The artist is Repin
By the beginning of the 20th century, the Russian Empire was an absolute monarchy and was one of the five largest industrial powers in the world. However, almost all layers of Russian society were dissatisfied with their position: the bourgeoisie and the intelligentsia wished the constitution and civil freedoms, the peasants – the landlord land, workers – worthy working conditions and raising wages. The last straw was the defeat in the Russo-Japanese War. On January 9, 1905, thousands of demonstrators led by the leader of the trade union movement, Priest George Gapon, who were shot by the troops, headed for the Winter Palace in St. Petersburg with a petition. “Bloody Sunday” laid the foundation for the unrest that grew up by autumn into an all -Russian political strike. This forced Nicholas II to publish a manifesto on October 17/30, which granted civil rights and freedoms, as well as a parliament – a state Duma with legislative functions. Soon the Stolypin land reform began. The country has entered the new phase of its political development. (WITH. TO.) Electronic catalog “Heroes and villains of Russian history”. SPb, 2010. WITH. 336.
Repin admires Alexander Glazunov, Nikolai Rimsky-Korsakov and other composers, who were excluded from the professors of the St. Petersburg Conservatory for the sympathy of the revolutionary part of the students and the performance in the press. Together with 113 artists, he signs a statement demanding the government “immediate and complete change in the state system by calling for the legislative and administrative work of freely selected representatives from the people”.
On October 17, 1905, in the midst of the All -Russian October political strike, the “Manifesto on the improvement of state order” was published. In it, Nicholas II promised to give the people the “unshakable foundations of civil freedom”. This caused a violent reaction in society. Repin with delight took the manifesto on October 17: “And now the dam is broken,” he writes, “now not to stop this force of the accumulated river,” she poured out!””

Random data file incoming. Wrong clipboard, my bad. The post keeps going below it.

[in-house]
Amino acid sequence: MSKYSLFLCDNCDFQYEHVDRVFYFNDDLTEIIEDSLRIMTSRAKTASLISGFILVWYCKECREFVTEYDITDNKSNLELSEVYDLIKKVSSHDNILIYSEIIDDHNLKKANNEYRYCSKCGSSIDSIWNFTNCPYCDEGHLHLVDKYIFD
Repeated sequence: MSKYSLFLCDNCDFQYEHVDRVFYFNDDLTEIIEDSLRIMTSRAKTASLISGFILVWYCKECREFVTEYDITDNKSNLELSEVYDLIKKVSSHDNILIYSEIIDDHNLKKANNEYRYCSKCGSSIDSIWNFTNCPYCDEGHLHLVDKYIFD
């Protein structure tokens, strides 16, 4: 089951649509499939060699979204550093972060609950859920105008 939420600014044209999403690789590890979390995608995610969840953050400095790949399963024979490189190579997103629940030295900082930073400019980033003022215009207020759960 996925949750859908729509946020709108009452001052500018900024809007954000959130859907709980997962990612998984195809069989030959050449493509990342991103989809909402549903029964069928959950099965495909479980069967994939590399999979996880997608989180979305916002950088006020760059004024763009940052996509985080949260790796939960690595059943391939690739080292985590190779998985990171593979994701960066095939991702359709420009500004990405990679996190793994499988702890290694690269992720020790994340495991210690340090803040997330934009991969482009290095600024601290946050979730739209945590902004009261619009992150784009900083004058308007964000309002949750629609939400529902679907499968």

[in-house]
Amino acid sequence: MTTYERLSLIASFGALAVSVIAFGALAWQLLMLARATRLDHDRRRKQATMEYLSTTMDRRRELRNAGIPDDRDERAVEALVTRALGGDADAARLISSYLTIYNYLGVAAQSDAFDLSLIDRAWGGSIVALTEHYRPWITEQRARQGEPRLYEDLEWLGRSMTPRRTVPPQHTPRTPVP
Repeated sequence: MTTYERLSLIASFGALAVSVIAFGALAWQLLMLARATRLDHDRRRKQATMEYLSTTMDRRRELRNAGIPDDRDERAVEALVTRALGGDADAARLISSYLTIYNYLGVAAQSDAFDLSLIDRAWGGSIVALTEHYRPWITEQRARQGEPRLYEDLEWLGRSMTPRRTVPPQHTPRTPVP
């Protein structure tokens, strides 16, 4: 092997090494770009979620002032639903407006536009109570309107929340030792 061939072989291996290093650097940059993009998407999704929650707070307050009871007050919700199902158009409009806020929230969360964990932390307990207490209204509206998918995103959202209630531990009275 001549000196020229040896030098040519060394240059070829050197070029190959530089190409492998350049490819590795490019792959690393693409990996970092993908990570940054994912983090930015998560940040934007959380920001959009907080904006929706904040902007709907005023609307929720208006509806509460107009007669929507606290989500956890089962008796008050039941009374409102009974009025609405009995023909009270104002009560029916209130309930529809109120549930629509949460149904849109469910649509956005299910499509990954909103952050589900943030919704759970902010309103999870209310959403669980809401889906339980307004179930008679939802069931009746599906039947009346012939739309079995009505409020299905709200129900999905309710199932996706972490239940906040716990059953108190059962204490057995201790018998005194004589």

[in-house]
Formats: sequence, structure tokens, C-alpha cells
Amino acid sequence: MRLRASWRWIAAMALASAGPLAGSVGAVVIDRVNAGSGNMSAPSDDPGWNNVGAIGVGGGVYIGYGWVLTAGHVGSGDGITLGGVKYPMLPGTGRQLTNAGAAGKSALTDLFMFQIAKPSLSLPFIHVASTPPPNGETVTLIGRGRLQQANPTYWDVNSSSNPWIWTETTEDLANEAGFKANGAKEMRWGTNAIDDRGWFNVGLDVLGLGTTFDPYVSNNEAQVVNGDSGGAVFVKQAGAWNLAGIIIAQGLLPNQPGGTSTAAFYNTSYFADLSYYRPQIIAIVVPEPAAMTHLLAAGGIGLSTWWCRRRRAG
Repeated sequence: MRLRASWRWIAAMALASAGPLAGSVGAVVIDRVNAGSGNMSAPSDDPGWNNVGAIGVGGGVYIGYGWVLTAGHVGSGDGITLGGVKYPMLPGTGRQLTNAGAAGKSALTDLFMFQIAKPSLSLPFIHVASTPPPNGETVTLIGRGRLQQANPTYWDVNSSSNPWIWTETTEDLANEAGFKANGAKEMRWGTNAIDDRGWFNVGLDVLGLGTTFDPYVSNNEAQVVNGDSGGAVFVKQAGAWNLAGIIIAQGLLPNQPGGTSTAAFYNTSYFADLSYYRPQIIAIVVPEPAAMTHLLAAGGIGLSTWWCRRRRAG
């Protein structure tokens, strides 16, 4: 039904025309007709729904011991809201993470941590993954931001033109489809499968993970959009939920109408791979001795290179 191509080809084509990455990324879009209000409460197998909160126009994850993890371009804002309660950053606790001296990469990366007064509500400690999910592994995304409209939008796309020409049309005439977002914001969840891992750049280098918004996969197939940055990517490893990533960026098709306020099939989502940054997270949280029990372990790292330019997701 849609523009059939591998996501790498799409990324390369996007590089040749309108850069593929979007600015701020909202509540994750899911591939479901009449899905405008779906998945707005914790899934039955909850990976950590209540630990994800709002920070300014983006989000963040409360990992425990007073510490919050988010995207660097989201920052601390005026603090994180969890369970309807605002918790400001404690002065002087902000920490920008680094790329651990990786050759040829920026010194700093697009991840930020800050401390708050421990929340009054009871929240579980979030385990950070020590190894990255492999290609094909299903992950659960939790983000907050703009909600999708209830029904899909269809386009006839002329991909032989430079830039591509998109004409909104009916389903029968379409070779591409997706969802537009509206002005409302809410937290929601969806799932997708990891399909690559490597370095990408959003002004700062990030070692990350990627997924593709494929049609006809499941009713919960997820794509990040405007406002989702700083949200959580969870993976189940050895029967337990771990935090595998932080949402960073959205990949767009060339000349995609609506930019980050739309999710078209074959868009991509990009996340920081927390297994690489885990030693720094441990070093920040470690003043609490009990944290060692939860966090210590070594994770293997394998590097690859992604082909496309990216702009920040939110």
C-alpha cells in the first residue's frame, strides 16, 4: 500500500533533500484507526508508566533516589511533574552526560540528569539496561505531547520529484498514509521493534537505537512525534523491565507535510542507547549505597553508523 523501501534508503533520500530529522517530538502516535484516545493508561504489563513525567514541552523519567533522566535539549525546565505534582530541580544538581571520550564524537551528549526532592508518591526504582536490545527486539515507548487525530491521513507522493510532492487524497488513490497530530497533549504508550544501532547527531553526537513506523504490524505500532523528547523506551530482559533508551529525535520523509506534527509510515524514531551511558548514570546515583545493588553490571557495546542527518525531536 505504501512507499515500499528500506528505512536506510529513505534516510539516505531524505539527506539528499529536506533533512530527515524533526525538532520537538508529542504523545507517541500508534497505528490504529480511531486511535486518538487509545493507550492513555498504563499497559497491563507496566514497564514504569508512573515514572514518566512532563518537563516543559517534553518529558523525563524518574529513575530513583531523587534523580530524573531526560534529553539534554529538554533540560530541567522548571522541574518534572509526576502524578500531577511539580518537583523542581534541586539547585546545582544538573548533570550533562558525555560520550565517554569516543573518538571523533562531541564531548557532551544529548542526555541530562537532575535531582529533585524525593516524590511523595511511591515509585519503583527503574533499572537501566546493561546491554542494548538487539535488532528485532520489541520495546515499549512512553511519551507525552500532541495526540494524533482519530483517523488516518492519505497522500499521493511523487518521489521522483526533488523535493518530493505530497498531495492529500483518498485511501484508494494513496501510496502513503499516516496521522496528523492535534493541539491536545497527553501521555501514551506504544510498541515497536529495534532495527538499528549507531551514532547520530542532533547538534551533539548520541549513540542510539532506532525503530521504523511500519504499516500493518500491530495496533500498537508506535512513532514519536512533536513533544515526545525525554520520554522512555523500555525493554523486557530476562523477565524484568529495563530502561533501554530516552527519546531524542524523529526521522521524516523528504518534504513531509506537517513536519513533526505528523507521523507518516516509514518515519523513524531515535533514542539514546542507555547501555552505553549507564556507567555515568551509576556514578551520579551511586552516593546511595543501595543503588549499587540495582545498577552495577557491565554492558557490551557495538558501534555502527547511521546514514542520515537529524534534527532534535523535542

“October 17, 1905” – from few works of fine art, adequately expressing emotions that overwhelmed contemporaries. According to c. IN. Rozanova, Repin very accurately conveyed in his work “Shrovetide of the Russian Revolution, a carnival of it, full of madness, flowers and bliss”. The artist himself explained that his picture depicts “mainly students, careers, professors and workers, with red flags, enthusiastic; with singing revolutionary songs. In the foreground, they raised on the shoulders of an amnestered and many thousandth crowd move along the area of a large city in a general glee ecstasy ”. Among the demonstrators, Repin also captured representatives of the democratic intelligentsia, which one way or another brought up the offensive of this day: artistic and musical criticism in. IN. Stasov, philologist and teacher m. IN. Prakhov, who died back in 1879, a historian of literature and a bibliographer from. A. Vengerova, actress L. E. Yavorskaya. (WITH. TO.) Electronic catalog “Heroes and villains of Russian history”. SPb, 2010. WITH. 336.
However, in post -revolutionary Russia, Repin’s painting “October 17, 1905” was not just almost forgotten. Critics and art historians for a long time deleted her from the artist’s heritage. Such Repin did not suit them. They preferred to leave him in the memory of the descendants only by the Wanderer, the author of socially pointed stories about Russia of the second half of the 19th century. The realities of the 20th century, equally sincerely experienced by Repin, were presented to the public as a senile decline, which did not correspond to the truth at all. In the 1900s, Repin did not change as an artist who always searched in the art of conformity of life. As in the 1870s, when he wrote “Burlakov on the Volga”, a hymn to a man of labor, and at the beginning of the 20th century he remains faithful to his understanding of the purpose of the artist.